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Stylish Setback: Tory Burch's Coverage Denial Amid New Jersey's COVID-19 Shutdowns

December 15, 2023

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Insurance coverage for commercial retail stores is an essential safeguard against potential risks and unforeseen circumstances. However, within these policies, exclusions can significantly impact the extent of coverage, especially when it comes to clauses pertaining to 'contamination.'

In the case of Tory Burch, LLC v. Zurich American Insurance Company in the Superior Court of New Jersey, Appellate Division, Plaintiff Tory Burch sought to appeal an order granting defendant Zurich American Insurance Company’s motion to dismiss because coverage was not afforded under the policy.

Tory Burch is an American women’s fashion brand with over 300 stores globally, with three located in New Jersey. Tory Burch purchased an all-risk insurance policy from Zurich for the policy period from December 31, 2019 to December 31, 2020, and renewed for the period from December 31, 2020 to December 31, 2021. The policy insures against “direct physical loss of or damage to” Tory Burch’s property. The policy also contains an exclusion barring coverage for “contamination”, meaning “the actual presence of any foreign substance… bacteria, virus, disease causing or illness causing agent…”, including the inability to use or occupy property.

As we all know, in response to the global COVID-19 pandemic, Governor Phil Murphy of New Jersey declared a state of emergency and issued executive orders to suspend all non-essential business operations, including retail stores such as Tory Burch. As a result, Tory Burch was forced to close its business to the public from March to May 2020. Tory Burch alleges it suffered substantial losses of business and income due to the executive orders.

Defendant Zurich denied Tory Burch’s claim, stating that there was no coverage for COVID-19 losses and that the contamination exclusion barred coverage. Tory Burch then sued Zurich in New Jersey’s Union Superior Court in March 2021 for breach of contract. In response, Zurich filed a motion to dismiss which was granted by the trial court. Tory Burch appealed, arguing that the executive orders constituted physical loss or damage to the business, and that the contamination exclusion did not bar coverage. Tory Burch argued that it was the executive order that closed the business, not COVID-19. As such, Tory Burch argued that the contamination exclusion should not apply. The Appellate Court rejected this argument and upheld the trial court’s order.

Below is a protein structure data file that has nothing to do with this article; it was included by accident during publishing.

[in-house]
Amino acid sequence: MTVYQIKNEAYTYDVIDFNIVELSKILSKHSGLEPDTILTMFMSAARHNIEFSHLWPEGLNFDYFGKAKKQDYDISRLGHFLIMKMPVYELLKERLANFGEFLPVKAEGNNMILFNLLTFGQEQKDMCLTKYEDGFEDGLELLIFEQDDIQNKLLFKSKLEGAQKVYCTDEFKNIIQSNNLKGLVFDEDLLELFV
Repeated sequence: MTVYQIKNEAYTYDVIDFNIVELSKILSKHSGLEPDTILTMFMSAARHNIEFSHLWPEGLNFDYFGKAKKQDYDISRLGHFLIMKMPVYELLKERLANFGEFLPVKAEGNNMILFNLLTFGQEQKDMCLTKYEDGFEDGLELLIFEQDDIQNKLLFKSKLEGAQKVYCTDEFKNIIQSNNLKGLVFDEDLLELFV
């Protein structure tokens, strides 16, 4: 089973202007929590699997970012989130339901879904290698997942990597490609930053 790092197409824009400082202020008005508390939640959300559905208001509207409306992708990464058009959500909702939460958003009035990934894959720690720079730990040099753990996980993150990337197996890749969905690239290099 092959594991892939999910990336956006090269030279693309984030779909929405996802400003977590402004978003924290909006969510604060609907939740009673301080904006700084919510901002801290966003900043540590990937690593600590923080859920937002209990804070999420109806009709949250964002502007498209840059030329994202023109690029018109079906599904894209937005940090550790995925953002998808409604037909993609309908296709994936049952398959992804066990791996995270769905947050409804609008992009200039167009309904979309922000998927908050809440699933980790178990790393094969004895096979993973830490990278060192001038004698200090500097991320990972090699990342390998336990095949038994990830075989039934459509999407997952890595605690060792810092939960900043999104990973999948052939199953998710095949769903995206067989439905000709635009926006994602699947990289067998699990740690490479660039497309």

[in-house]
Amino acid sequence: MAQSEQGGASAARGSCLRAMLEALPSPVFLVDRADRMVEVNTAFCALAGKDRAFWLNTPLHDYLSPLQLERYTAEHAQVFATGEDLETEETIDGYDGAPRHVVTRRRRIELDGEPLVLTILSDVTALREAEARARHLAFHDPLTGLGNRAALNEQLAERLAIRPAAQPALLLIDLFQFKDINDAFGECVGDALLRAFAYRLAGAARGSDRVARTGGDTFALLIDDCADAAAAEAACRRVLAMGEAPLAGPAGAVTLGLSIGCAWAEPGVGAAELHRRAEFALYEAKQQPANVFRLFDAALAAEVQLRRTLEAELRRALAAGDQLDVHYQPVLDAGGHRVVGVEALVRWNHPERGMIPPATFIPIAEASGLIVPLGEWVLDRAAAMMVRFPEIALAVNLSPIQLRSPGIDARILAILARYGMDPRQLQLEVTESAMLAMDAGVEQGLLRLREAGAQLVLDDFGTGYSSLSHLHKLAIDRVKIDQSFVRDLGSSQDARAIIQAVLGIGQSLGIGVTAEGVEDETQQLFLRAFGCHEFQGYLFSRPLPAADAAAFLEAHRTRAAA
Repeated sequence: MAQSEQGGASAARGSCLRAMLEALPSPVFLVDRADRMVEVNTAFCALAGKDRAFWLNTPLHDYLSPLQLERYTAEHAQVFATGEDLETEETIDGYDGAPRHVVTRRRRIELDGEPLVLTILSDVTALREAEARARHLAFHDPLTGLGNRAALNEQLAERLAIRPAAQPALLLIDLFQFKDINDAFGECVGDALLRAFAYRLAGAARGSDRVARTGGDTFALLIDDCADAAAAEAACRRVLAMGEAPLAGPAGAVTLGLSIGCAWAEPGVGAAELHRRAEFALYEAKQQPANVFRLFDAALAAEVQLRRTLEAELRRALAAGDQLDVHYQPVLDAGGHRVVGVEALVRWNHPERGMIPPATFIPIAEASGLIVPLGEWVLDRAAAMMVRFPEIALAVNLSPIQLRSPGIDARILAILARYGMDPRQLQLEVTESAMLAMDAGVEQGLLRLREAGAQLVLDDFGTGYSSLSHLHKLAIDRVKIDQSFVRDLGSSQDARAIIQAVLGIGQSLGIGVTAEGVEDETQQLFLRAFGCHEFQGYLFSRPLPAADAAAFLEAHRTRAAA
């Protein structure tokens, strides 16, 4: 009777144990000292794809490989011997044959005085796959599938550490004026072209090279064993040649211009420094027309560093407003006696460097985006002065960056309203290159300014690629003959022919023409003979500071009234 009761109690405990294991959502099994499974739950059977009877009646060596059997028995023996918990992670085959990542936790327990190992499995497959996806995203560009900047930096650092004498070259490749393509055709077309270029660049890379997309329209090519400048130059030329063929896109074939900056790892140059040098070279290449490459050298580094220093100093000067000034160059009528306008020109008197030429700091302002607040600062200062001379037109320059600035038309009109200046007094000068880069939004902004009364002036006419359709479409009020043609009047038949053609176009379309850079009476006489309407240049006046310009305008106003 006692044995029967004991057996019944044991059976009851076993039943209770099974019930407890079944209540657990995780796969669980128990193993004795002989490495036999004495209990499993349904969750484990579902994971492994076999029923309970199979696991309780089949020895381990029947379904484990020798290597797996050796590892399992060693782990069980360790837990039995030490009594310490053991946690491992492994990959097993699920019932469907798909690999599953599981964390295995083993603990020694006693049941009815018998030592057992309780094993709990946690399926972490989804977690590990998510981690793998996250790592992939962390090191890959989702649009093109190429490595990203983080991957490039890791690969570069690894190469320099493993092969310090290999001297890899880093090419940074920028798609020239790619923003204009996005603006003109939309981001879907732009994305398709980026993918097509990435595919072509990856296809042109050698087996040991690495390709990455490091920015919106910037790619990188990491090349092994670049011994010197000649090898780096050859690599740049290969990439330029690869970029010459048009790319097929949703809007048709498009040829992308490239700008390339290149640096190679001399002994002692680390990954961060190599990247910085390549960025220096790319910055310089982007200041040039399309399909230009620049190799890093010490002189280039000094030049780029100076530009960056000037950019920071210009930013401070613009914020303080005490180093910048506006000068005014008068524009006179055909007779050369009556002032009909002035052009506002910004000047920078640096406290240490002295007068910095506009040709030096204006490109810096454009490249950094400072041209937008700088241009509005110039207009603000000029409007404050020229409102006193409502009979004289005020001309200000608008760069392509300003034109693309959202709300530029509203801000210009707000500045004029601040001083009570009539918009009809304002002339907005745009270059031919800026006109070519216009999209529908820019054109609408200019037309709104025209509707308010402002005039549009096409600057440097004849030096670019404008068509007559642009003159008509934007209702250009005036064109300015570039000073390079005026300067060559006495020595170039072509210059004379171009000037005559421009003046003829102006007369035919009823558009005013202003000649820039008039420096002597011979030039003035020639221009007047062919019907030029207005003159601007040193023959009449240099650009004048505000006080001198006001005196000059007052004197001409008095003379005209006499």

The Appellate Court reasoned that the governor’s orders prevented Tory Burch from operating its business, but it did not “physically deprive the company from possessing it” so there was no direct or physical loss. The Appellate Court also found that the contamination exclusion applied because COVID-19 was the cause of the governor’s orders, and therefore coverage was barred.

Plaintiff further argued that the Policies’ Contamination Exclusion violated the doctrine of regulatory estoppel, and the trial court should have barred defendant from invoking the Exclusion. The basis of Plaintiff’s argument was that the insurance industry misrepresented the scope of the Exclusion language as it sought approval of the Virus Exclusion from regulators by claiming the Exclusion would not result in a reduction of coverage. However, the appellate court affirmed the trial court’s findings that the doctrine of regulatory estoppel cannot serve to estop the exclusion based on what defendant represented to another sovereign. The appellate court held that the record was devoid of any evidence of a false statement or misrepresentation to a regulatory body regarding the scope of the virus exclusion and rejected Plaintiff’s argument.

The holding in this case directly follows the reasoning of a previous New Jersey case, Mac Property Group LLC v. Selective Fire & Casualty Insurance Co., 278 A.3d 272 (N.J. Super. Ct., App. Div. 2022). COVID-19 has impacted various commercial businesses. Case law is now emerging that provides some insight for how the courts will handle the pending insurance claims related to various aspects of COVID-19.  

Tory Burch LLC v. Zurich American Insurance Company
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